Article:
Two-thirds of Australians lack confidence about their finances in retirement, driven by higher living costs and uncertain times, according to a survey.
The Qantas Super CSBA Retirement Confidence Index (RCI) revealed overall 64 per cent of Australians indicated they were concerned about their financial well-being in retirement.
The majority (81 per cent) are concerned about not having enough money to get by, while 53 per cent worried they did not have enough money to maintain their lifestyle, and 51 per cent worried they would outlive their retirement savings.
Furthermore, one-quarter of respondents said they are not taking proactive measures to achieve financial independence in retirement.
Qantas Super chief executive Michael Clancy said: “Australia has one of the best retirement savings systems in the world and yet Australian adults do not feel confident that they will be able to afford a comfortable retirement.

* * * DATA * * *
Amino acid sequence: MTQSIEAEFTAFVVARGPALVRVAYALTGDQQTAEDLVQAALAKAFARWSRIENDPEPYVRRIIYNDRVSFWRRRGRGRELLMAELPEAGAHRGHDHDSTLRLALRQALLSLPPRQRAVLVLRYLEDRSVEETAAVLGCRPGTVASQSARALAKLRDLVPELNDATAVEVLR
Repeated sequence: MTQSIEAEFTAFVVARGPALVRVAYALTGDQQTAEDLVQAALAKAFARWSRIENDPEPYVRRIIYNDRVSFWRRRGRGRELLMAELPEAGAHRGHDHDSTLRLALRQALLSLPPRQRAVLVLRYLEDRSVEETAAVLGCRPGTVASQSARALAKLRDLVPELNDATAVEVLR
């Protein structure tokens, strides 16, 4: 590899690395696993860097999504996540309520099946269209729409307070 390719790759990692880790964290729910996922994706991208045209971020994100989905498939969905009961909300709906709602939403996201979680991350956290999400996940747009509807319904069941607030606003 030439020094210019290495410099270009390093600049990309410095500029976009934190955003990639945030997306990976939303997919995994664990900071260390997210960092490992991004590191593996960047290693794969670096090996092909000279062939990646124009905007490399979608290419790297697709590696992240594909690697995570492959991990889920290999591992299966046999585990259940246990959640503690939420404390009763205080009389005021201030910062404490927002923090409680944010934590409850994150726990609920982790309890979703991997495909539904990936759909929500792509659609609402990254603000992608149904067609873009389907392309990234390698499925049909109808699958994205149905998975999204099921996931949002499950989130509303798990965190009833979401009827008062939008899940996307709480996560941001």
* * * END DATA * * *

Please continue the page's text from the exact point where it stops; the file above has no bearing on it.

“As a nation we can and should do more to improve the financial capability of Australians and encourage people to get involved in planning their retirement.”
Younger Australians aged 18-39 (69 per cent) are more concerned about their financial circumstances than those over 60, while women (68 per cent) are more concerned than men (61 per cent).
The survey of 1000 people in July also found those aged 40-59 remain the least confident age group, with confidence levels peaking for those over 60.
The retirement confidence of retirees recorded the largest fall in confidence across all groups, driven by the proportion of retirees responding that they had very high confidence falling considerably from 28 per cent in the March quarter to just 14 per cent in the July quarter.
“Unfortunately, wages growth, and for the over 60s income growth from their retirement savings, haven’t kept up,” Clancy said.
“There is no quick-fix solution, but a focus on understanding your financial position, and taking steps to improve your situation, will go some way to reducing the stress of the unknown.”